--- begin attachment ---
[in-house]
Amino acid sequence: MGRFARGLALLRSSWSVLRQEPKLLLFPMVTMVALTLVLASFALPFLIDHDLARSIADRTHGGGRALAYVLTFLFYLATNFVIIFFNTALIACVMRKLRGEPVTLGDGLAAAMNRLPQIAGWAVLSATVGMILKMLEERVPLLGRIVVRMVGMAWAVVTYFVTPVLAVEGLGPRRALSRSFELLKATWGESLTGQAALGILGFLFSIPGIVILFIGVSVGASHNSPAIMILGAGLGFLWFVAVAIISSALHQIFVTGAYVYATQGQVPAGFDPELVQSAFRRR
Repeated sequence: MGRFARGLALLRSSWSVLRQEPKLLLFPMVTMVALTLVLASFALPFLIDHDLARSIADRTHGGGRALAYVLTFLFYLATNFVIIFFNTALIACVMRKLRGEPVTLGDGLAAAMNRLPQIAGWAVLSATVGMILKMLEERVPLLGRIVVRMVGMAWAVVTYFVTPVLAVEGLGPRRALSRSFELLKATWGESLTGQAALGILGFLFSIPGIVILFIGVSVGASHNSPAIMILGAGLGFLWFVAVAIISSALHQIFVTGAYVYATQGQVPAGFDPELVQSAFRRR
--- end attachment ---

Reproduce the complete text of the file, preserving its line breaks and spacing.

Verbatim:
[in-house]
Amino acid sequence: MGRFARGLALLRSSWSVLRQEPKLLLFPMVTMVALTLVLASFALPFLIDHDLARSIADRTHGGGRALAYVLTFLFYLATNFVIIFFNTALIACVMRKLRGEPVTLGDGLAAAMNRLPQIAGWAVLSATVGMILKMLEERVPLLGRIVVRMVGMAWAVVTYFVTPVLAVEGLGPRRALSRSFELLKATWGESLTGQAALGILGFLFSIPGIVILFIGVSVGASHNSPAIMILGAGLGFLWFVAVAIISSALHQIFVTGAYVYATQGQVPAGFDPELVQSAFRRR
Repeated sequence: MGRFARGLALLRSSWSVLRQEPKLLLFPMVTMVALTLVLASFALPFLIDHDLARSIADRTHGGGRALAYVLTFLFYLATNFVIIFFNTALIACVMRKLRGEPVTLGDGLAAAMNRLPQIAGWAVLSATVGMILKMLEERVPLLGRIVVRMVGMAWAVVTYFVTPVLAVEGLGPRRALSRSFELLKATWGESLTGQAALGILGFLFSIPGIVILFIGVSVGASHNSPAIMILGAGLGFLWFVAVAIISSALHQIFVTGAYVYATQGQVPAGFDPELVQSAFRRR